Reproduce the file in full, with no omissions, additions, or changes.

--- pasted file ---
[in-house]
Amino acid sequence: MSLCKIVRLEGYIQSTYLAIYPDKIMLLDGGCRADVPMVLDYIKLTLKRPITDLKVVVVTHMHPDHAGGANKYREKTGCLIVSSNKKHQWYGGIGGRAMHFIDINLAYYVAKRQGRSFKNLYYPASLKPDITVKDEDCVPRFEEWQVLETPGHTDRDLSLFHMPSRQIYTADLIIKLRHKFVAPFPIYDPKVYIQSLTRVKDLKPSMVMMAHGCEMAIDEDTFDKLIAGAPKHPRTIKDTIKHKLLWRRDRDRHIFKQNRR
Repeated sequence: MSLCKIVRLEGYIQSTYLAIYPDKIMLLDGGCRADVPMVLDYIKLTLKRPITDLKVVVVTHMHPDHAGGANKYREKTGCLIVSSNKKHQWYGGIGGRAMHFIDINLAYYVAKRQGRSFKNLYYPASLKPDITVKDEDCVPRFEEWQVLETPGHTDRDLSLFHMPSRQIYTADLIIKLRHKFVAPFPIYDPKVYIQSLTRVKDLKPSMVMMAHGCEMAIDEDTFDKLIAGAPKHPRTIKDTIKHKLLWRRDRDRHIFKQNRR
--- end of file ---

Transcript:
[in-house]
Amino acid sequence: MSLCKIVRLEGYIQSTYLAIYPDKIMLLDGGCRADVPMVLDYIKLTLKRPITDLKVVVVTHMHPDHAGGANKYREKTGCLIVSSNKKHQWYGGIGGRAMHFIDINLAYYVAKRQGRSFKNLYYPASLKPDITVKDEDCVPRFEEWQVLETPGHTDRDLSLFHMPSRQIYTADLIIKLRHKFVAPFPIYDPKVYIQSLTRVKDLKPSMVMMAHGCEMAIDEDTFDKLIAGAPKHPRTIKDTIKHKLLWRRDRDRHIFKQNRR
Repeated sequence: MSLCKIVRLEGYIQSTYLAIYPDKIMLLDGGCRADVPMVLDYIKLTLKRPITDLKVVVVTHMHPDHAGGANKYREKTGCLIVSSNKKHQWYGGIGGRAMHFIDINLAYYVAKRQGRSFKNLYYPASLKPDITVKDEDCVPRFEEWQVLETPGHTDRDLSLFHMPSRQIYTADLIIKLRHKFVAPFPIYDPKVYIQSLTRVKDLKPSMVMMAHGCEMAIDEDTFDKLIAGAPKHPRTIKDTIKHKLLWRRDRDRHIFKQNRR